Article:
Exhibit Information

Onassis Cultural Center

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Website http://www.onassisusa.org/exhibitions.html

HEROES: MORTALS AND MYTHS IN ANCIENT GREECE

Opening: 10/5/2010 - Closing: 1/3/2011

[Admission is free!]

As with the Onassis Center’s amazing previous show—Origins of El-Greco Icon-Painting in Venetian-Crete—the admirable current exhibition brings together an impressive collection of Antique-Sculpture & other artifacts from the Heroic-Age of Western-Civilization.

The age-old figures of Herakles, Odysseus, Achilles, & Helen [of Troy] continue to fire the Popular-Imagination today. As does the concept of Heroes, which began with the stories & images of these & other fabled Greek characters.

In the World of Greek-Antiquity, to its people, it seemed alive with Heroes & Heroines. This show explores the Lives, Fates & Meanings of the recorded Heroes & Heroines, but it also examines the inherent Human-Need for Heroes.

Heroes brings together more than 90 exceptional art-works focusing on the Archaic, the Classical, & the Hellenistic Periods [from the 6th to the 1st century BC], a number of them from American Collections.

The objects range from large-scale architectural-sculptures to decorated-pottery & miniature carved-gemstones. The show is designed to demonstrate how the ancient Greek Heroes were understood & how they served as role-models.

The first section of the exhibition—Heroes in Myth—presents objects depicting moments in the lives of Herakles, Achilles, Odysseus, & Helen, suggesting the complexities inherent in the ancient Greek concept of Heroism.

Although Common-Motifs emerge—such as the extraordinary Parentage & Births of the Heroes, their remarkable Deeds, & their troubled-experiences in Marriage—the Character-Traits, Struggles, & Deaths of these four figures were distinctly different.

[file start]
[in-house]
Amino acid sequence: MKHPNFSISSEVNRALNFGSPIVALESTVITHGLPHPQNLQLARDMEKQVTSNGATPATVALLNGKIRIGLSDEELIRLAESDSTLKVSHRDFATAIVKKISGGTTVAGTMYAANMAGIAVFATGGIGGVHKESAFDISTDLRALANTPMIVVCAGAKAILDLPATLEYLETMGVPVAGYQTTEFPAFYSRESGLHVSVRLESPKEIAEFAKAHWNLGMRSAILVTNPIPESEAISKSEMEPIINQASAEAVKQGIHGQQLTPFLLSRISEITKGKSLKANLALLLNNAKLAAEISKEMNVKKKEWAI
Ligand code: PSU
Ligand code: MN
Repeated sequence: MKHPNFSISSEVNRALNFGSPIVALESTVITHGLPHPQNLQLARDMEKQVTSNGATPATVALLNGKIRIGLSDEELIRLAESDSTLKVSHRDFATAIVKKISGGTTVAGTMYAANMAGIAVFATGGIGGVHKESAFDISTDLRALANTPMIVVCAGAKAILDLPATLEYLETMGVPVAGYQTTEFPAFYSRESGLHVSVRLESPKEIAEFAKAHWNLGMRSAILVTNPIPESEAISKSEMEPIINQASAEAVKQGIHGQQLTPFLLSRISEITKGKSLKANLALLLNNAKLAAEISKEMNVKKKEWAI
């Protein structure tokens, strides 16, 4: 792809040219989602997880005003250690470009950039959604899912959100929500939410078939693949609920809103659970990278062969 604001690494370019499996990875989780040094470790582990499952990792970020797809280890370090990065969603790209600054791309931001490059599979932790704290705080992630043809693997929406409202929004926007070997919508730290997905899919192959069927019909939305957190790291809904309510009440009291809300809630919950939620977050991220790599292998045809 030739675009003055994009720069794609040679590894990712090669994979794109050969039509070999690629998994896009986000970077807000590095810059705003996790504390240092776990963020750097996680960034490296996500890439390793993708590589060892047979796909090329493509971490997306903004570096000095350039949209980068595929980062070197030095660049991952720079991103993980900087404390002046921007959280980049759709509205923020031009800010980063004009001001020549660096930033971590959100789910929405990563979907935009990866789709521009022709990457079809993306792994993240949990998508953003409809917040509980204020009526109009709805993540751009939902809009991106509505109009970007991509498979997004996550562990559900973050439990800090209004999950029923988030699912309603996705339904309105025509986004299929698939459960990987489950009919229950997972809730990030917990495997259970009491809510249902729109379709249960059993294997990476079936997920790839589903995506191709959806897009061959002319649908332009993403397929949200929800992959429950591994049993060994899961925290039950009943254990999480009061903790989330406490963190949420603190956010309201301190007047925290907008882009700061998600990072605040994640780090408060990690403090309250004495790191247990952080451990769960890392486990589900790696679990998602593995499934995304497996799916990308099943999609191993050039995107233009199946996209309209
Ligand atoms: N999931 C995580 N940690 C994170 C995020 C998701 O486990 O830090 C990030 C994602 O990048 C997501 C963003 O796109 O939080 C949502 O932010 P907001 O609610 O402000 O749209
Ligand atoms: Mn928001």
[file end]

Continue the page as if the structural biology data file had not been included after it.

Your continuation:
But they all became immortalized after death.

The second-section—Heroes in Cult—deals with the belief in the hero’s Survival after Death by illuminating the ancient Greek practice of worshiping Heroes at local shrines. They were believed to be not only Protectors, Healers, or Helpers, but also as dangerous & haunted Revenants. The Greeks held festivals in their honor, performing Rituals, offering Sacrifices, & asking for protection, fertility, or healing.

Objects involved in Hero-Worship include Votive-Reliefs, Votive-Offerings, & Grave-Monuments.

Heroes as Role-Models brings the exhibition closer to our ideas of Heroism by exploring how ancient Greek Warriors, Athletes, Musicians, & Rulers modeled their behavior on Heroes. Objects on view range from black-figure vase-paintings of Soldiers & Racing-Jockeys to coins bearing the images of kings dressed as Herakles.

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